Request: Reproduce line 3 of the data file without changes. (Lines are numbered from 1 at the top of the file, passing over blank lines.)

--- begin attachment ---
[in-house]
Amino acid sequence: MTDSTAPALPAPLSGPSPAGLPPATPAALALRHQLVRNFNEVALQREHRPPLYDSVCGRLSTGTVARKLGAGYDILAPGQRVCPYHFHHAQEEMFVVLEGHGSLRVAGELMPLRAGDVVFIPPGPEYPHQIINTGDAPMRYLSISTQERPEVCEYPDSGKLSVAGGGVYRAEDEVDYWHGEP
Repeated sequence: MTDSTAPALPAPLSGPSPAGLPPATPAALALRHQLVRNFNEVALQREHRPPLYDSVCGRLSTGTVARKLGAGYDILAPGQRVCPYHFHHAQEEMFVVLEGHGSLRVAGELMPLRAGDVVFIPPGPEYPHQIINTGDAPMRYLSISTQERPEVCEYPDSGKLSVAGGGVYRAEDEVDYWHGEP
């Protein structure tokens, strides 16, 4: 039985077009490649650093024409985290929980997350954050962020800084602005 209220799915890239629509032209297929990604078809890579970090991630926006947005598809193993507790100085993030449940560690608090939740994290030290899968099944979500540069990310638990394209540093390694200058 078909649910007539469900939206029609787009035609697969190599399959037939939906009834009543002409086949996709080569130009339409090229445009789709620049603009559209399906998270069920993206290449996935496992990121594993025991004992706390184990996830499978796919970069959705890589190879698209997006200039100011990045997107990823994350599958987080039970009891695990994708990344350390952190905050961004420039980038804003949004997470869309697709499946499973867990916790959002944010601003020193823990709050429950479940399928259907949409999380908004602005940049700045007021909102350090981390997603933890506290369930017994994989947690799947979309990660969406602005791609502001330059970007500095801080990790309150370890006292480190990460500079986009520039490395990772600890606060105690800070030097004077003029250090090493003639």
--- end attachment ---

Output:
Repeated sequence: MTDSTAPALPAPLSGPSPAGLPPATPAALALRHQLVRNFNEVALQREHRPPLYDSVCGRLSTGTVARKLGAGYDILAPGQRVCPYHFHHAQEEMFVVLEGHGSLRVAGELMPLRAGDVVFIPPGPEYPHQIINTGDAPMRYLSISTQERPEVCEYPDSGKLSVAGGGVYRAEDEVDYWHGEP